Monash recognised as leader in lupus research

Monash confirmed its position as a national leader in research at the recent Australian Rheumatology Association (ARA) Annual Scientific Meeting.

Monash University and Monash Health researchers scooped the basic science free paper, poster, and trainee awards at the Meeting, representing 100 per cent of the annual basic science awards given by the ARA nationally.

Monash Health Rheumatology Fellow and Monash University PhD student Dr Champa Nataraja received the basic science poster award for 2018, and was also nominated for the new investigator award.

Dr Nataraja is investigating a protein called glucocorticoid induced leucine zipper (GILZ) as a potential treatment option for lupus.

“Systemic Lupus Erythematosus (SLE) or lupus is a multi-system autoimmune disease that predominantly affects younger women,” Dr Nataraja said.

“The treatment of lupus has scarcely changed over the last six decades—glucocorticoids or steroids remain the most prescribed treatment in lupus.”

“As a ‘double edged sword’, the use of these drugs is accompanied by litany of adverse effects that contribute to morbidity and mortality in these patients,” Dr Nataraja said.

Dr Nataraja said there is an urgent need for a drug that mimics the anti-inflammatory effects of steroids but without the negative metabolic effects.

“GILZ may represent such an alternative, potentially leading to improved outcomes for lupus patients,” she said.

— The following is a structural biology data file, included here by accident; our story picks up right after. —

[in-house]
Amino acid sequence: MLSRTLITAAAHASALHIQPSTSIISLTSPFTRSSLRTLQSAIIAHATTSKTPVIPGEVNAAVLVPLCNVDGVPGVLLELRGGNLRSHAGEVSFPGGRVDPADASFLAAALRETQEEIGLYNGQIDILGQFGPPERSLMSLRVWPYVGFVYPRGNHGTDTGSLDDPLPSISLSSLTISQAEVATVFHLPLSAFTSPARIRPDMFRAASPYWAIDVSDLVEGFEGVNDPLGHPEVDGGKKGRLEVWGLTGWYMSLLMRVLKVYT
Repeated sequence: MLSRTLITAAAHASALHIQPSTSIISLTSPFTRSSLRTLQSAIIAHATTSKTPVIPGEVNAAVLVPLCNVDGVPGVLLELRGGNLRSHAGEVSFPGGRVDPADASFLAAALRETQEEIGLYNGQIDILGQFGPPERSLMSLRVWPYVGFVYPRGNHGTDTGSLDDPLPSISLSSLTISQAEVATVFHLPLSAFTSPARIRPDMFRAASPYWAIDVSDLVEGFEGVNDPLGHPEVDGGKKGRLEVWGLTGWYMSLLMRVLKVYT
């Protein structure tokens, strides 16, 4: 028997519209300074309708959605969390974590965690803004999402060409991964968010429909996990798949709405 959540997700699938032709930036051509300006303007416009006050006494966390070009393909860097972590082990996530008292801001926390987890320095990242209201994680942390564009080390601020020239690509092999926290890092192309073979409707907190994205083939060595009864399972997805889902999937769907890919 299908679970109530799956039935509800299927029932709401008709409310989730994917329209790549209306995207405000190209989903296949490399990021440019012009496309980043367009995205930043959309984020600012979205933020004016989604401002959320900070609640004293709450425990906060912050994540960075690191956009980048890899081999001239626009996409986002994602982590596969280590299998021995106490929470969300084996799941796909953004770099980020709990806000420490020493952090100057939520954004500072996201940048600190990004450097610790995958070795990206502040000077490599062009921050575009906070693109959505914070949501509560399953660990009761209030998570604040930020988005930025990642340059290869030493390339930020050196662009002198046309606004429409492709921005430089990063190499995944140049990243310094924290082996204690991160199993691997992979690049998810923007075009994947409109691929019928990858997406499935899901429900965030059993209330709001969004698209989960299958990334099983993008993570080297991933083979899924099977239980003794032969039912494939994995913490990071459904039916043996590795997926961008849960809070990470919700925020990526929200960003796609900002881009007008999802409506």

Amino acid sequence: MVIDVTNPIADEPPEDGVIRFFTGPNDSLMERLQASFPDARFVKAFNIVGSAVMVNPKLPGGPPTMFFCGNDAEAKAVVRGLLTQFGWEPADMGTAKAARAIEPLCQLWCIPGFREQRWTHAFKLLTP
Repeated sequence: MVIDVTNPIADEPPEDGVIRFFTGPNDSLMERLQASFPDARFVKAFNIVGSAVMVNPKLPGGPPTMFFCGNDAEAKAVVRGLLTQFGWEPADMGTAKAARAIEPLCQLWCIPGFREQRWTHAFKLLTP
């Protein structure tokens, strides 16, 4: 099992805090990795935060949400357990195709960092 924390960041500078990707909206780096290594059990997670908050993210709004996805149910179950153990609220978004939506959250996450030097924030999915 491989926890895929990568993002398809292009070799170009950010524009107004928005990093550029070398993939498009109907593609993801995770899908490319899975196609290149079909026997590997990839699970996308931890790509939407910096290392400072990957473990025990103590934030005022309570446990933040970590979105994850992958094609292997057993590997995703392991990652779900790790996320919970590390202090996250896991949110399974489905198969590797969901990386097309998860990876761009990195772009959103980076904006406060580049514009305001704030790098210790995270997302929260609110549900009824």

Monash Health colleague, rheumatology registrar Dr Kathryn Connelly, received the prestigious Roche Travelling Scholarship for best Basic Science Presentation by a trainee at the conference.

The former BMedSc(Hons) student at the School of Clinical Sciences at Monash Health (SCS) is investigating how levels of different biological markers vary between patients with lupus, and how these variations relate to changes in their disease activity over time.

“This research will be a platform for better understanding biological pathways in patients with lupus, with the ultimate future goal being the ability to personalise disease monitoring and treatment,” Dr Connelly said.

Meanwhile, Dr Fabien Vincent, a research fellow in the Rheumatology Research Group, Centre for Inflammatory Diseases, was awarded the Best Basic Science Free Paper for 2018.

“My research focuses on a protein called BAFF, which we showed predicts the presence of kidney disease in some patients suffering from lupus,” Dr Vincent said.

“Unfortunately, no tool is currently available that enables physicians to select patients who could benefit from anti-BAFF therapy”.

Dr Vincent said future research would evaluate whether patients with lupus nephritis might benefit from a drug targeting BAFF.

In further recognition, the Australian Scleroderma Interest Group (ASIG)—whose Monash Health members include Dr Joanne Sahhar, Ms. Kathleen Elford, Dr Gene-Siew Ngian, and Dr Lucy Croyle— was awarded the ARA President’s Collaborative Research Prize.

“This highly prestigious prize, awarded triennially, is in recognition of national and international collaborative research efforts spanning not only our own discipline but also those of several other disciplines in medicine,” said Professor Eric Morand, Head of the Monash University Rheumatology Research Group..

“It’s also noteworthy that in the Basic Science award category, three of the six shortlisted papers were from Monash, including that of SCS PhD candidate Dr Melissa Northcott.”

“All these lean to some extent on the Monash Lupus research framework lead by Dr Alberta Hoi and supported by Dr Rangi Kandane and Monash Health nurse Ms Sue Morton,” Professor Morand said.

Professor Morand extends his sincere congratulations to all on this national level achievement.

“This is a very proud achievement for the team, and a proud day for me,” he said.